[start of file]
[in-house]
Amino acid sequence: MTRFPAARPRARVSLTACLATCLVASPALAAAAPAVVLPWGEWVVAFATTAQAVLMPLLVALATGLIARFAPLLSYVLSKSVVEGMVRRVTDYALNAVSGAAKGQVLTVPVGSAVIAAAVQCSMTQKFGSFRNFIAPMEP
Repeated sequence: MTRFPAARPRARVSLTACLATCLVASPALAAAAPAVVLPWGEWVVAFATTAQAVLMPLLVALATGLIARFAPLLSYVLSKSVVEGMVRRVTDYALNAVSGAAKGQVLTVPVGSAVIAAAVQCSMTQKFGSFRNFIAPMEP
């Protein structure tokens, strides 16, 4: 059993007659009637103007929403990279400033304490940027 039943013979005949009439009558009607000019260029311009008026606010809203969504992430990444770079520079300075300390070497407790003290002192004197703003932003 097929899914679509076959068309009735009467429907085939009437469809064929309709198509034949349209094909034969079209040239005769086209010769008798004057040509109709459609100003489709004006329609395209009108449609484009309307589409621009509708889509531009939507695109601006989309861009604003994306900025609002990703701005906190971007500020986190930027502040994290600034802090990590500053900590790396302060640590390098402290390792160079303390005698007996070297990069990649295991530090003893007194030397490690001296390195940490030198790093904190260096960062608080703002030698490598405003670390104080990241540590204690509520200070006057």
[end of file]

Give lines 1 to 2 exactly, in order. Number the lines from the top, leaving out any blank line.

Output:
[in-house]
Amino acid sequence: MTRFPAARPRARVSLTACLATCLVASPALAAAAPAVVLPWGEWVVAFATTAQAVLMPLLVALATGLIARFAPLLSYVLSKSVVEGMVRRVTDYALNAVSGAAKGQVLTVPVGSAVIAAAVQCSMTQKFGSFRNFIAPMEP